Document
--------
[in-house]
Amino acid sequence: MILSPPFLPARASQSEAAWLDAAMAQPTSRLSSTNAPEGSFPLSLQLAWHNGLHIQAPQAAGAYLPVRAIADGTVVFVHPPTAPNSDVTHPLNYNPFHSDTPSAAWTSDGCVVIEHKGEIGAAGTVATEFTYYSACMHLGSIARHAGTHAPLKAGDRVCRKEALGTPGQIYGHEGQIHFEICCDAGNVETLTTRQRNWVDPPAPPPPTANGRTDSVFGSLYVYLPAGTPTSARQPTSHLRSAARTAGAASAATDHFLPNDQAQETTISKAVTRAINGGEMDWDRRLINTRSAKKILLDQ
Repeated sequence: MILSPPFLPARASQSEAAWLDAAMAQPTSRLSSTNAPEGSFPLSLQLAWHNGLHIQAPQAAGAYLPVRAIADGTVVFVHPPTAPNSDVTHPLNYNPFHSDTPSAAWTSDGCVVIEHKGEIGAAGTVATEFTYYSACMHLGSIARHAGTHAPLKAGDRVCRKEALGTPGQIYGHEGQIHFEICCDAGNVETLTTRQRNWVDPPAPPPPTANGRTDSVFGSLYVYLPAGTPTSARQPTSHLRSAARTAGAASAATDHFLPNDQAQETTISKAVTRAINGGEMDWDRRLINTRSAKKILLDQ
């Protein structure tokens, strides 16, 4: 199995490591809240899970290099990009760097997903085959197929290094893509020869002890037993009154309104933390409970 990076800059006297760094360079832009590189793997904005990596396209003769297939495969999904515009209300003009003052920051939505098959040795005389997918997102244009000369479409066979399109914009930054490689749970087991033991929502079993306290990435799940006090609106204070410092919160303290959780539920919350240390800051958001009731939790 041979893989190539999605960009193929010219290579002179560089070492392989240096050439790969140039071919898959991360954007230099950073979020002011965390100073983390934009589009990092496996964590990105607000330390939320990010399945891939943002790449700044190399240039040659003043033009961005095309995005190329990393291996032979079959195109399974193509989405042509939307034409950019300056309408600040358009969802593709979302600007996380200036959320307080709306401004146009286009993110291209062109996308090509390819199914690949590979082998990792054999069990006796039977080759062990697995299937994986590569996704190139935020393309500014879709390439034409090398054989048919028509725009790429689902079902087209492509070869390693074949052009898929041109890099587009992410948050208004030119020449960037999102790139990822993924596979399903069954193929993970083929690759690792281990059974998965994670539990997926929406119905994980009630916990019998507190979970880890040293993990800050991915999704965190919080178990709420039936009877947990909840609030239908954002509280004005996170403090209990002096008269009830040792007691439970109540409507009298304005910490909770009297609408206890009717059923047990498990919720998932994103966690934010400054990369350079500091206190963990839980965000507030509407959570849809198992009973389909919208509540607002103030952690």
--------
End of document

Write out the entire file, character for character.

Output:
[in-house]
Amino acid sequence: MILSPPFLPARASQSEAAWLDAAMAQPTSRLSSTNAPEGSFPLSLQLAWHNGLHIQAPQAAGAYLPVRAIADGTVVFVHPPTAPNSDVTHPLNYNPFHSDTPSAAWTSDGCVVIEHKGEIGAAGTVATEFTYYSACMHLGSIARHAGTHAPLKAGDRVCRKEALGTPGQIYGHEGQIHFEICCDAGNVETLTTRQRNWVDPPAPPPPTANGRTDSVFGSLYVYLPAGTPTSARQPTSHLRSAARTAGAASAATDHFLPNDQAQETTISKAVTRAINGGEMDWDRRLINTRSAKKILLDQ
Repeated sequence: MILSPPFLPARASQSEAAWLDAAMAQPTSRLSSTNAPEGSFPLSLQLAWHNGLHIQAPQAAGAYLPVRAIADGTVVFVHPPTAPNSDVTHPLNYNPFHSDTPSAAWTSDGCVVIEHKGEIGAAGTVATEFTYYSACMHLGSIARHAGTHAPLKAGDRVCRKEALGTPGQIYGHEGQIHFEICCDAGNVETLTTRQRNWVDPPAPPPPTANGRTDSVFGSLYVYLPAGTPTSARQPTSHLRSAARTAGAASAATDHFLPNDQAQETTISKAVTRAINGGEMDWDRRLINTRSAKKILLDQ
């Protein structure tokens, strides 16, 4: 199995490591809240899970290099990009760097997903085959197929290094893509020869002890037993009154309104933390409970 990076800059006297760094360079832009590189793997904005990596396209003769297939495969999904515009209300003009003052920051939505098959040795005389997918997102244009000369479409066979399109914009930054490689749970087991033991929502079993306290990435799940006090609106204070410092919160303290959780539920919350240390800051958001009731939790 041979893989190539999605960009193929010219290579002179560089070492392989240096050439790969140039071919898959991360954007230099950073979020002011965390100073983390934009589009990092496996964590990105607000330390939320990010399945891939943002790449700044190399240039040659003043033009961005095309995005190329990393291996032979079959195109399974193509989405042509939307034409950019300056309408600040358009969802593709979302600007996380200036959320307080709306401004146009286009993110291209062109996308090509390819199914690949590979082998990792054999069990006796039977080759062990697995299937994986590569996704190139935020393309500014879709390439034409090398054989048919028509725009790429689902079902087209492509070869390693074949052009898929041109890099587009992410948050208004030119020449960037999102790139990822993924596979399903069954193929993970083929690759690792281990059974998965994670539990997926929406119905994980009630916990019998507190979970880890040293993990800050991915999704965190919080178990709420039936009877947990909840609030239908954002509280004005996170403090209990002096008269009830040792007691439970109540409507009298304005910490909770009297609408206890009717059923047990498990919720998932994103966690934010400054990369350079500091206190963990839980965000507030509407959570849809198992009973389909919208509540607002103030952690």